Where you place it….well that is up to you.  But, technically, when you state Market Value As Is (as well as Upon Completion and Upon Stabilization) it should just be the Real Estate Only number.
However, 99%+ of appraisers state Market Value INCLUSIVE of FF&E and Biz Value and then have some kind of footnote or wording in parentheses saying ‘the above includes $1,400 of FF&E’. Something like that.  They let the Bank do the math to get to the real estate only number.
So, you can do it that way and you will be in line with your peers.  As I always tell appraisers though, if you want to stand out from the crowd provide what your client really needs, and in this case, state MV without the FF&E and Biz Value and then let the footnote say how much the FF&E and Biz Values are worth.

The reason banks need the Real Estate Only number is it is Federal law (FDICIA of 1991) that LTV must (!) be calculated on this number only.  Any MV number that includes FF&E and/or Biz Value is worthless to a bank!

Now, for non-Bank clients you can forget all of the above.  However, I still recommend providing the separate values.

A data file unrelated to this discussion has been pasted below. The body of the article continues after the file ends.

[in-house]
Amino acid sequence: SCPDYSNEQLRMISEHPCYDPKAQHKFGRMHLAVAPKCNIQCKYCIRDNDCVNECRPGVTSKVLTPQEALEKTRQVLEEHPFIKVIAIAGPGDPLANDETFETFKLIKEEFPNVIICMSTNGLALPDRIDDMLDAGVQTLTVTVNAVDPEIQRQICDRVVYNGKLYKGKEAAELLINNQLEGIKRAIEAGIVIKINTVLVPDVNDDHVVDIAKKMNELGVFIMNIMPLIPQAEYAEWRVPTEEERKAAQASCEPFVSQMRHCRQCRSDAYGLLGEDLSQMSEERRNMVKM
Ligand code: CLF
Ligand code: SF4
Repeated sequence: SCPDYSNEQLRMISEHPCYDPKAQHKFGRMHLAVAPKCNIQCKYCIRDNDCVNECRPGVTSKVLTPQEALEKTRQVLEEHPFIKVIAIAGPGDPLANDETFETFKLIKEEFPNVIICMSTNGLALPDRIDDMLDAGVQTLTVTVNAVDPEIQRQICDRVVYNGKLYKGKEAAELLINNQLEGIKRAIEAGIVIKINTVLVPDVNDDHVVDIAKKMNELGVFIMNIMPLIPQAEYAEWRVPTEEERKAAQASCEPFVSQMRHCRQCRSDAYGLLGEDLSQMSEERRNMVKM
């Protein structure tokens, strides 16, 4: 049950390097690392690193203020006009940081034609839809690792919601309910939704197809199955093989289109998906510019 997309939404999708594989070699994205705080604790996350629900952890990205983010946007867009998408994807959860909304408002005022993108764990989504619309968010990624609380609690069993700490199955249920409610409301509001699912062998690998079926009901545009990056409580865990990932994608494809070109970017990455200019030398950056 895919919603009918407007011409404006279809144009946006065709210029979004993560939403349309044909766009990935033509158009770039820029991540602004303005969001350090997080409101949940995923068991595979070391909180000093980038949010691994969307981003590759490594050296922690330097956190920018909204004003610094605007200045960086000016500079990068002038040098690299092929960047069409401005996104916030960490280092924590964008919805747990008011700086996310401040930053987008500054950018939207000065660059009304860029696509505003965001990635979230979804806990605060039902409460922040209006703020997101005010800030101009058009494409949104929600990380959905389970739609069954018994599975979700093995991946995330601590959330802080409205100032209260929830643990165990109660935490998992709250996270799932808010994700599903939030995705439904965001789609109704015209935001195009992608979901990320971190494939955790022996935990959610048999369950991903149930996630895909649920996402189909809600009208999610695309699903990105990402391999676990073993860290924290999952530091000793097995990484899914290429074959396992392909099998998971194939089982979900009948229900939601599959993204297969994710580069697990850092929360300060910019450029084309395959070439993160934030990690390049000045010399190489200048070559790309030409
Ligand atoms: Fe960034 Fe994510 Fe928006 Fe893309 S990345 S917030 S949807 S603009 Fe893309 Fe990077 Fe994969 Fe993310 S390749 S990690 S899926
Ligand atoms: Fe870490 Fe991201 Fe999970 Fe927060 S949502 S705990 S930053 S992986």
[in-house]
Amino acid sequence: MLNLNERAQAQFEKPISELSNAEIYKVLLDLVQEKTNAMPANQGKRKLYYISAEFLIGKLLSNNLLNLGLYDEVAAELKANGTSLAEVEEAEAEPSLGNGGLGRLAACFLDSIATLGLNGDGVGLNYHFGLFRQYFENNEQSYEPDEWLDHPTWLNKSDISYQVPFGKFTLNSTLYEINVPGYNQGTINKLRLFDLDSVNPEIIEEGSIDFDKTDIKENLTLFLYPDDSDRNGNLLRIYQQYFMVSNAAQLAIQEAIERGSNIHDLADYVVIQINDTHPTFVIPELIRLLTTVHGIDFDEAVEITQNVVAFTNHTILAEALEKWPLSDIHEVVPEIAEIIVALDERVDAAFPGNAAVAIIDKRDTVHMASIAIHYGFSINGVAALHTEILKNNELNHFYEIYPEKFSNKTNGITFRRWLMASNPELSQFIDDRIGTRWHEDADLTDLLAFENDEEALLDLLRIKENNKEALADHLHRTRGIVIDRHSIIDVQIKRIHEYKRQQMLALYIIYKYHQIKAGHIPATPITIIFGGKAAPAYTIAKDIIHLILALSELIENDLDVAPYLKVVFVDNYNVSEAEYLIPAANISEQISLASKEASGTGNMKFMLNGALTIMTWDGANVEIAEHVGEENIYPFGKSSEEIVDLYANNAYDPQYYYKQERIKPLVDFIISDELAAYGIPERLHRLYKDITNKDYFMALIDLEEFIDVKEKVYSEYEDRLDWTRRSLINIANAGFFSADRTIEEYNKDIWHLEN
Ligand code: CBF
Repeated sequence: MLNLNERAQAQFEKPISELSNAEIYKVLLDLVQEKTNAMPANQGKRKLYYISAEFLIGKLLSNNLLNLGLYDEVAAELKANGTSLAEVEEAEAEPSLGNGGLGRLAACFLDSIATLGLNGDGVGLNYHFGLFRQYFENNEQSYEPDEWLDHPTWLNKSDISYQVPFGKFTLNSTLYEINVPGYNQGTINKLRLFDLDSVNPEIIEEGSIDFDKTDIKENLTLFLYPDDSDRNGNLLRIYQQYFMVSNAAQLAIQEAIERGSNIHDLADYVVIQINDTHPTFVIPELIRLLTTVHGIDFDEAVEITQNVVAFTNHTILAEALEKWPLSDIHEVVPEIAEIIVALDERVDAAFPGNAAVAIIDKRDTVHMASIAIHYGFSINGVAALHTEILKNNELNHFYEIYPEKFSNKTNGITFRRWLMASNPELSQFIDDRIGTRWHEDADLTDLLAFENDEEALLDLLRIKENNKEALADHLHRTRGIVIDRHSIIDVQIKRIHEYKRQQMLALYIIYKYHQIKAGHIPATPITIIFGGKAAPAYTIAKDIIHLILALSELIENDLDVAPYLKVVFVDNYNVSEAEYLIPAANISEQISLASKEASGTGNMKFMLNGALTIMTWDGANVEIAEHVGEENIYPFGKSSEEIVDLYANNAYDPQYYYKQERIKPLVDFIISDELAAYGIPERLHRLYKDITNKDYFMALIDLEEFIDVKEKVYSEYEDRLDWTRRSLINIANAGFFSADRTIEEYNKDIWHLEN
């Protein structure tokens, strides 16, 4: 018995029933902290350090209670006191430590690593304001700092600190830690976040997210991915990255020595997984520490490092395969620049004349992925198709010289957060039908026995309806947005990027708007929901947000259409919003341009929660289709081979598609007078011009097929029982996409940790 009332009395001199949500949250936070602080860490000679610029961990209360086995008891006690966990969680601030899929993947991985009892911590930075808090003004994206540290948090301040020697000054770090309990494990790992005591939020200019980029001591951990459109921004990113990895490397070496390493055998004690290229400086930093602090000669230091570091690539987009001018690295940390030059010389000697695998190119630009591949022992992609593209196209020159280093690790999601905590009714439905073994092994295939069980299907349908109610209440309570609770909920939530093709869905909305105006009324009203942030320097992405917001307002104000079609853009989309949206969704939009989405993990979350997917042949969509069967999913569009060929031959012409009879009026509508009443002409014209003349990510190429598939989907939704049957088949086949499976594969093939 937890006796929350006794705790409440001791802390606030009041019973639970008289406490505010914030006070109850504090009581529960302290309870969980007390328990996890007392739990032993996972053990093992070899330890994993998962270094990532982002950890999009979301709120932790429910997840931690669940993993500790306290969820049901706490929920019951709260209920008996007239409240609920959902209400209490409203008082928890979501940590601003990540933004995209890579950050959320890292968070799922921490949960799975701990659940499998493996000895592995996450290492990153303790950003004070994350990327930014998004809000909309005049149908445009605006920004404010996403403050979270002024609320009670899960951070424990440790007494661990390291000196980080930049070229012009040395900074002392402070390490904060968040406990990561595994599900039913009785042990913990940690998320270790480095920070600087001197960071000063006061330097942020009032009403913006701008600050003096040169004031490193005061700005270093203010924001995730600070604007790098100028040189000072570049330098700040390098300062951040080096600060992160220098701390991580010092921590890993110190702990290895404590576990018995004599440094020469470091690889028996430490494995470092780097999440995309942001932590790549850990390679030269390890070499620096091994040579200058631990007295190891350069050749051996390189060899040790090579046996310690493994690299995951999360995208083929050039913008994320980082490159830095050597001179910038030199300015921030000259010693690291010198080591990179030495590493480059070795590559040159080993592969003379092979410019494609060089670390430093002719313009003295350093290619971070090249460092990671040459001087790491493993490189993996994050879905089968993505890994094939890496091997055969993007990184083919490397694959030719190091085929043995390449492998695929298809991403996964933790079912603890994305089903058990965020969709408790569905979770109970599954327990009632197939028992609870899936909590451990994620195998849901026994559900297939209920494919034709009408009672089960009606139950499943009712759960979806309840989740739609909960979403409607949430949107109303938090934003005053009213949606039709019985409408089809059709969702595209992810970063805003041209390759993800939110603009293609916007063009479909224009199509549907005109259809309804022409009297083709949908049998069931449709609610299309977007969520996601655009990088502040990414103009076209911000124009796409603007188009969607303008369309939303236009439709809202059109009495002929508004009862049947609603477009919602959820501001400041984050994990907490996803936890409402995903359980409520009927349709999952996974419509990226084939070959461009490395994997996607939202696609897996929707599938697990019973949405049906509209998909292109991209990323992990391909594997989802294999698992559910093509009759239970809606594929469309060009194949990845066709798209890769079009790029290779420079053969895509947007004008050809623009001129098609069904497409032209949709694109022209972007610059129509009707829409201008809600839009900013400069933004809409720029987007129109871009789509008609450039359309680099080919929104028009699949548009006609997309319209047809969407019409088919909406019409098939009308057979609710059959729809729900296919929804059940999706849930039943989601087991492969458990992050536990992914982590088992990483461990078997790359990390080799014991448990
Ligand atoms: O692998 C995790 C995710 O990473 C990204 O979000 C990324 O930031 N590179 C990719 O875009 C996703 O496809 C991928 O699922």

I hope this helps.

Market Value As Is is not always the same as Market Value

August 24, 2015 – I had this email exchange with a review appraiser today.  This is one of the situations where Market Value As Is and Market Value can differ.

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George,

I have a question regarding an appraisal that I am reviewing if you have a moment to help me out.  I am overthinking this and now can’t decide which is correct.
Background info:  The property is a large (100,000 SF) multi-tenant industrial building.  The client asked for “as is” and “as stabilized” values in the engagement letter.  The building is currently 30% vacant and the appraisal estimates stabilized to be 15%.  The appraisal also states that the building will achieve stabilization within the year.  Four of the tenants have rent increases within the next 12 months.  The appraisal utilizes the current rent roll at current rent levels, but increases the four tenants to their future rate.  In addition, rent for the vacant space is estimated at market levels.  Using these parameters, PGI is estimated.  Vacancy is set at 15%, expenses are subtracted.  The appraisal then has two below the line expenses for tenant improvements (assuming a 10-year amortization) and leasing commissions.  The resulting figure is capitalized into a value which the appraisal calls “as is”.  The appraisal further states that this is also “as stabilized” because the property will be stabilized within the year.